In 2015, students from Kotzebue High School found their experience at the Kobuk Valley Science Camp to be challenging and fun. Each day presented a new range of obstacles to overcome such as learning to build a shelter, fly-fishing, bear safety, and more.
A camping adventure of a lifetime happened for seven students on the Great Kobuk Sand Dunes in September, 2014. It took nine loads on small bush airplanes to get students, staff, safety gear, food, and science equipment to the dunes. Rangers and scientists wanted kids to see what it was like to be a field biologist for the National Park Service. The hope is that these local Inupiaq high school students will choose science careers and protect the environment in their traditional homelands. The National Park Foundation made the whole trip possible through the America's Best Idea grants program. At camp, everyone dove into the following activities:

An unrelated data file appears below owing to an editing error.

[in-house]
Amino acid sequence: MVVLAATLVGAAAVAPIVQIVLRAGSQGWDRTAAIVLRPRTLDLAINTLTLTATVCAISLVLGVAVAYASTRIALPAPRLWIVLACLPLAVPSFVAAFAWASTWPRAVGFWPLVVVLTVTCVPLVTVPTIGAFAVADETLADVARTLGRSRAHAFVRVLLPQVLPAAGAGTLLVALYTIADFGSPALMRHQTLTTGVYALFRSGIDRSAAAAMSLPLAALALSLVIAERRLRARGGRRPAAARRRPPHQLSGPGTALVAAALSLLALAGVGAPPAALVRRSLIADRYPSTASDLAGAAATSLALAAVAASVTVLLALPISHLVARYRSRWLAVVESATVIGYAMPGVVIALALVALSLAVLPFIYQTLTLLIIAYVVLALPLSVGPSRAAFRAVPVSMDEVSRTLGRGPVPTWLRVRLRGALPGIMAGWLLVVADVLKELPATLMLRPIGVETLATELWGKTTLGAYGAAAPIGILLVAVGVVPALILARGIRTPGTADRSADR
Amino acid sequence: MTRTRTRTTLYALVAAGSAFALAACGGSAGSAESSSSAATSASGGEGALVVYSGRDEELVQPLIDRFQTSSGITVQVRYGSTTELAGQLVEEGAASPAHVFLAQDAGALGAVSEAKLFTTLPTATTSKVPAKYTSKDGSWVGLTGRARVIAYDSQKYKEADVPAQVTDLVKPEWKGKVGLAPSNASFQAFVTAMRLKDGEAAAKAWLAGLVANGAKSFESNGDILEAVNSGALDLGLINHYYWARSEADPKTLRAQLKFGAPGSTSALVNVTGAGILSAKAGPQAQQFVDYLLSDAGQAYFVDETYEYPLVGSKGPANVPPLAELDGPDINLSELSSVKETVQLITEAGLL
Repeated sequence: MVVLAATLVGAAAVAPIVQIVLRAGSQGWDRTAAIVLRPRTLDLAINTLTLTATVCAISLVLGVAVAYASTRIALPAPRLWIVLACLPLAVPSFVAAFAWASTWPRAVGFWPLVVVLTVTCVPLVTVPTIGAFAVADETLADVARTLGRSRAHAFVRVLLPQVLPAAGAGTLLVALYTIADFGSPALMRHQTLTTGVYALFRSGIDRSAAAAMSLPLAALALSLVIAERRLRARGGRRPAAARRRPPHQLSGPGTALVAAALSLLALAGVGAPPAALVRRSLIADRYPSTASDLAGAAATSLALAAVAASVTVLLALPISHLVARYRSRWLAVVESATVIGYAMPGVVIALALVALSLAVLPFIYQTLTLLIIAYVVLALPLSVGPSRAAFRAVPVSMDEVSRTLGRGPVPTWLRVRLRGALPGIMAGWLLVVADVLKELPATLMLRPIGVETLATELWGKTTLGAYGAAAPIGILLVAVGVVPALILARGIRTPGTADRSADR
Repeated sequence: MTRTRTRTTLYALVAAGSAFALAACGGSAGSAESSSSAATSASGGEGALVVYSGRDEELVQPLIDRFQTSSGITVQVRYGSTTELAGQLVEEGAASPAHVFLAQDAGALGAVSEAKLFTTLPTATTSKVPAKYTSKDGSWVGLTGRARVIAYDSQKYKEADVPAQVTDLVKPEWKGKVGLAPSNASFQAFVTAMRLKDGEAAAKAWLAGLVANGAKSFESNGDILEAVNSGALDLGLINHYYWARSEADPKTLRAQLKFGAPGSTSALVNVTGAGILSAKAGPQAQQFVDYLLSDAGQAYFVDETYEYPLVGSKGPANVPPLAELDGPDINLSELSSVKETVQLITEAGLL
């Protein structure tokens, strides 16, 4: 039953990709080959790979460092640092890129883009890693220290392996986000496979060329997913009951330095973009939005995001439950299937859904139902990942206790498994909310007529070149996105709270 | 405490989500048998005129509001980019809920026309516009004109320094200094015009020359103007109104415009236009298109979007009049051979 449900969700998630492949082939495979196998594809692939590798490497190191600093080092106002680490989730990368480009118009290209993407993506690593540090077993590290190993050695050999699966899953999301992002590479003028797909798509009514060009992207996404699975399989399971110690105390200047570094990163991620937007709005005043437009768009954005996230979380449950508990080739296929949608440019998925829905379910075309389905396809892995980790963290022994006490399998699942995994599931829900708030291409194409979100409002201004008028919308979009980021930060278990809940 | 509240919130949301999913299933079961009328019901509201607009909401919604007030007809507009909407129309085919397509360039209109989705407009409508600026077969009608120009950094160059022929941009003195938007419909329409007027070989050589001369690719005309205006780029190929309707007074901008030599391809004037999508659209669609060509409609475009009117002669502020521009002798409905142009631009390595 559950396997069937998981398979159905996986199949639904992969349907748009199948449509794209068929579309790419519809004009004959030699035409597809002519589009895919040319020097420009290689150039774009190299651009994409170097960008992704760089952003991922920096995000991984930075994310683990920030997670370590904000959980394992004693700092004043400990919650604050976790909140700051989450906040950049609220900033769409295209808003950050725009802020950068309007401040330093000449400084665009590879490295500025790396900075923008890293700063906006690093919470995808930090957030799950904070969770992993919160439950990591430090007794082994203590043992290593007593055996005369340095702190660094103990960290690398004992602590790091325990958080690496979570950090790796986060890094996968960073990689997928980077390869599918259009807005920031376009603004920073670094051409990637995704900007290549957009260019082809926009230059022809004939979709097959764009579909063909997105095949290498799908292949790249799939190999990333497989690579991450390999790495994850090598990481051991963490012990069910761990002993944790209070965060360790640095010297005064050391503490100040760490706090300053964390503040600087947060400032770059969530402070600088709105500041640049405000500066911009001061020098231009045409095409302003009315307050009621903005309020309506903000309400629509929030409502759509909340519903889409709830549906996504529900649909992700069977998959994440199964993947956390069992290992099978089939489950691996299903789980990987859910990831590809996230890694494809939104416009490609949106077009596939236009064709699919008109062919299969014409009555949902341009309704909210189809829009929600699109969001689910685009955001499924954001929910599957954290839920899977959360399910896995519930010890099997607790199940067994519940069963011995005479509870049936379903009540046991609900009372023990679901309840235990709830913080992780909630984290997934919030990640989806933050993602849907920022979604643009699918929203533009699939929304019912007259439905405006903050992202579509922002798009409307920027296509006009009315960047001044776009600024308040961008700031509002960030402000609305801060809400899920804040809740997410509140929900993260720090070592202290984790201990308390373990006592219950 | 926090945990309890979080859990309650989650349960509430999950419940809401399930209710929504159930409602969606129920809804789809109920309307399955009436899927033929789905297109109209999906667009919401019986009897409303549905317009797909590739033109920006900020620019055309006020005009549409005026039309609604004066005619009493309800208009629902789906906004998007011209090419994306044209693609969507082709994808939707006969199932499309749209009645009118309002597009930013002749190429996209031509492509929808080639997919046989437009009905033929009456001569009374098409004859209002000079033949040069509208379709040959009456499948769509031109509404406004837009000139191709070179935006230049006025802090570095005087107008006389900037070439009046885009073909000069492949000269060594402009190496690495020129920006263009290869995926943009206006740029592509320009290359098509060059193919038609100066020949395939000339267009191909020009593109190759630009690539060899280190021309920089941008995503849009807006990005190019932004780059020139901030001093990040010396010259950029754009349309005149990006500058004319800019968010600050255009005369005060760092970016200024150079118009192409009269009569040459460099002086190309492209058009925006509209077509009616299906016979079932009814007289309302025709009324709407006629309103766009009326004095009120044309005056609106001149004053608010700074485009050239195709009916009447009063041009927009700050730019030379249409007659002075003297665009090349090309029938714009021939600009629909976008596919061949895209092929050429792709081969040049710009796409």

Bear safety (there were grizzly tracks all over the dunes) – pepper spray, food storage, cooking procedures
Identifying aquatic insects that affect fishing success
Leave No Trace camping ethics
Remote detection camera set up
Bat detection sensors
Studying the formation of the sand dunes
Analyzing tracks and scat
Bear hair collection for DNA analysis
Using weather recording instruments
Facilitated dialog about controversial wildlife issues
The students were total troopers.They kept their spirits up through sun, wind, rain, freezing temperatures, and tangled fishing lines. And they marveled at grizzly tracks, northern lights, migrating caribou, bear spray practice and long hikes through the wilderness. Hooray for our next generation of conservation biologists!
In 2014, rangers and biologists from the National Park Service paired with students from Kotzebue High School for a four-day learning experience at Kobuk Valley National Park. Students explored the Great Kobuk Sand Dunes and learned about the career of a field biologist.